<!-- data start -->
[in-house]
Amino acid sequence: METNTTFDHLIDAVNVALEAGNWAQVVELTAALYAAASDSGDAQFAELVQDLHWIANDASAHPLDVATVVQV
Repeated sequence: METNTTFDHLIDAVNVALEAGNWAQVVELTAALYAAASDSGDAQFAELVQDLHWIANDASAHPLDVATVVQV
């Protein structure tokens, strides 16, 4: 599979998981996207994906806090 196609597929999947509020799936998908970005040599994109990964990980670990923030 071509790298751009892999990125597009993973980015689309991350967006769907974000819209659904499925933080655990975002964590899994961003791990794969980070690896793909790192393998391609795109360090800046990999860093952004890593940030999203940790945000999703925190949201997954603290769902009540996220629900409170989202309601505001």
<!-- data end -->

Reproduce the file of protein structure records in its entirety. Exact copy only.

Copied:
[in-house]
Amino acid sequence: METNTTFDHLIDAVNVALEAGNWAQVVELTAALYAAASDSGDAQFAELVQDLHWIANDASAHPLDVATVVQV
Repeated sequence: METNTTFDHLIDAVNVALEAGNWAQVVELTAALYAAASDSGDAQFAELVQDLHWIANDASAHPLDVATVVQV
């Protein structure tokens, strides 16, 4: 599979998981996207994906806090 196609597929999947509020799936998908970005040599994109990964990980670990923030 071509790298751009892999990125597009993973980015689309991350967006769907974000819209659904499925933080655990975002964590899994961003791990794969980070690896793909790192393998391609795109360090800046990999860093952004890593940030999203940790945000999703925190949201997954603290769902009540996220629900409170989202309601505001």